Congress Investigates Fort Hood
AUSTIN, Texas (AP) -- Congress will launch an investigation into sexual assault, disappearances, deaths and the leadership's response at Fort Hood after 28 soldiers stationed at the U.S. Army base in Texas died this year, two subcommittee leaders announced Tuesday.
According to data from Fort Hood officials, the 28 deaths include five homicides, as well as accidents, suicides, deaths related to illness, cases still under investigation and one combat-related death.
Democratic Reps. Stephen Lynch of Massachusetts and Jackie Speier of California sent a letter to Army Secretary Ryan D. McCarthy requesting documents and information on the deaths. Lynch chairs the Committee on Oversight and Reform's Subcommittee on National Security, and Speier leads the Committee on Armed Services' Subcommittee on Military Personnel.
According to the letter, the subcommittees will jointly investigate if recent deaths "may be symptomatic of underlying leadership, discipline, and morale deficiencies throughout the chain-of-command."
The letter said that according to Army data there were an average of 129 felonies committed annually at Fort Hood between 2014 and 2019, including cases of homicide, sexual assault, kidnapping, robbery and aggravated assault.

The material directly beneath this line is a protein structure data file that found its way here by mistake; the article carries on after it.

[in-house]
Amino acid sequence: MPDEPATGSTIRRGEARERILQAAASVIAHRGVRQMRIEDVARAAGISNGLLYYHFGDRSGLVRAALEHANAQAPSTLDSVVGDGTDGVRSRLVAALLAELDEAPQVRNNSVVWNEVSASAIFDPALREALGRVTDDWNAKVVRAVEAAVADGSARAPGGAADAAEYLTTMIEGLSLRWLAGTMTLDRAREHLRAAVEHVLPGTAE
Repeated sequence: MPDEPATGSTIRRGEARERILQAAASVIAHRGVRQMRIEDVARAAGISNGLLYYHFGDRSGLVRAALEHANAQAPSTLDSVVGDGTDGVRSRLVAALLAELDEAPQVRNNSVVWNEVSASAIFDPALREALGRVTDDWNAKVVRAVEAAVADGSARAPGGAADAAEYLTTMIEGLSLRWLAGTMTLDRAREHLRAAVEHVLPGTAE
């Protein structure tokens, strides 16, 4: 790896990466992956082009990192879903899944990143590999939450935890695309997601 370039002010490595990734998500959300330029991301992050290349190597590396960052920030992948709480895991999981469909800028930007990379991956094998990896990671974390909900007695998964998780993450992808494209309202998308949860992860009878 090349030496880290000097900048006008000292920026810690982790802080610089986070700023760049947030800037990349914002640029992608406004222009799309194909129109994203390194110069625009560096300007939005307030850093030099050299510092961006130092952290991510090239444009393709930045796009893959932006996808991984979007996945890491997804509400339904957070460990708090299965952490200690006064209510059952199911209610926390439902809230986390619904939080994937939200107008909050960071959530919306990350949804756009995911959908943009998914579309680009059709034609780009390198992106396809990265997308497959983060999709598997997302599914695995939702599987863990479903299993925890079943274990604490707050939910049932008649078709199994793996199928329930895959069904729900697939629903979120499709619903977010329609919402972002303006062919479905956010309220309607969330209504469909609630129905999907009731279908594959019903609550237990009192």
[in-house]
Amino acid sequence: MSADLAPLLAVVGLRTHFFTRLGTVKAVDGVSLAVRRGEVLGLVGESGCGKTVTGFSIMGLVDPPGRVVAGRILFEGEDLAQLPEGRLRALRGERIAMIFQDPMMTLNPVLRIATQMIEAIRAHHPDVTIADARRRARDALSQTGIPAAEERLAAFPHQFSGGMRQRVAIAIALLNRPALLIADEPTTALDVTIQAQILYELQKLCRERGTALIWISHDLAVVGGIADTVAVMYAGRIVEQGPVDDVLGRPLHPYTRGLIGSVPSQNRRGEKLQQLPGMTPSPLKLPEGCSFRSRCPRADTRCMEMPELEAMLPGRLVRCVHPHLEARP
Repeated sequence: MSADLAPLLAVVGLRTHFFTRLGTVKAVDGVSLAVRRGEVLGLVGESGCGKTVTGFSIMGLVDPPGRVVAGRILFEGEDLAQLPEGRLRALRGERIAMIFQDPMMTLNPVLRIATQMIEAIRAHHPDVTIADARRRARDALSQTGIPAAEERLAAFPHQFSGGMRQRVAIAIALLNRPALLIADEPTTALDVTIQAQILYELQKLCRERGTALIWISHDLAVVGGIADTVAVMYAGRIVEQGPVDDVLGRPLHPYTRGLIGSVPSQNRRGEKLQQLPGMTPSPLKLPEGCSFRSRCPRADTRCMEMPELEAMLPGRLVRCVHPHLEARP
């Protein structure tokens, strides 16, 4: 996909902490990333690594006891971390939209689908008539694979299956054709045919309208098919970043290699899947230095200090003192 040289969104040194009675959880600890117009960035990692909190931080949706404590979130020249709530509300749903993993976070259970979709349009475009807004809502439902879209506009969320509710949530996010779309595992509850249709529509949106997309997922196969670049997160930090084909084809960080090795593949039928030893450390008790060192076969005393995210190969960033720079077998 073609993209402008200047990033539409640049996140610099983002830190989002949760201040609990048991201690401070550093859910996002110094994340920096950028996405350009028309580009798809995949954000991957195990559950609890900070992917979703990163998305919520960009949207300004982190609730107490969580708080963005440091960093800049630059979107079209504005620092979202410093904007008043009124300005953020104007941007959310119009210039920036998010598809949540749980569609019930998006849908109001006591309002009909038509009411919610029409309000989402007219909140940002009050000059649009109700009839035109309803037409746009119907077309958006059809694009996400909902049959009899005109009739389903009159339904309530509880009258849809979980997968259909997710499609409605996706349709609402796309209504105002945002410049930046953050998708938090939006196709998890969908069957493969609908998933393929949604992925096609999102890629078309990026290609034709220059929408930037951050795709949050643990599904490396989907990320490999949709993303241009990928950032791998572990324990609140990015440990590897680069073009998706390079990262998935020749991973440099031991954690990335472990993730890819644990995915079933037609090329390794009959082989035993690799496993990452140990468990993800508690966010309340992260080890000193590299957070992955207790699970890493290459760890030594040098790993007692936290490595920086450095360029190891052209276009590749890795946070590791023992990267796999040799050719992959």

The members of Congress cited the deaths of Spc. Vanessa Guillen, who according to federal officials was bludgeoned to death at the Texas base in April by a fellow soldier, and Pvt. Gregory Morales, whose remains were found in June while searching for Guillen. Morales was reported missing in August 2019.
The letter also names Pvt. Mejhor Morta and Sgt. Elder Fernandes, whose deaths are still under investigation, and the homicide investigations of Pvt. Brandon Scott Rosecrans, Spc. Freddy Delacruz Jr. and Spc. Shelby Tyler Jones.
According to the letter, McCarthy during an August visit to Texas stated that Fort Hood had the "highest, the most cases for sexual assault and harassment and murders for our entire formation of the US Army."
Lynch and Speier said they will report the conditions and circumstances that could have contributed to the soldiers' deaths and seek justice on behalf of soldiers and families "who may have been failed by a military system and culture that was ultimately responsible for their care and protection."
The family of Guillen, whose remains were found on July 1, has rallied from Texas to the doors of the White House calling for a congressional investigation. Natalie Khawam, who represents the Guillen family, said she is thankful Congress has agreed to their demands to investigate.
"Our soldiers and their families deserve the truth," Khawam said.
Leaders of the Navajo Nation said in a statement Tuesday that they sent letters to members of Congress calling for "a congressional inquiry and formal investigation" into the deaths of two Navajo Nation members who were stationed at Fort Hood.
Pvt. Carlton L. Chee, 25, died on Sept. 2 after collapsing at the Texas base following physical training exercises on Aug. 28, according to Fort Hood officials. The Navajo Nation Office of the President and Vice President also received information from the family of Spc. Miguel D. Yazzie, who died on July 3 at Fort Hood, according to a statement from Navajo leaders.
"It is very troubling that while they are mourning the loss of their loved ones, they are not receiving adequate and timely factual information regarding the time leading up to their deaths," said Navajo Nation President Jonathan Nez.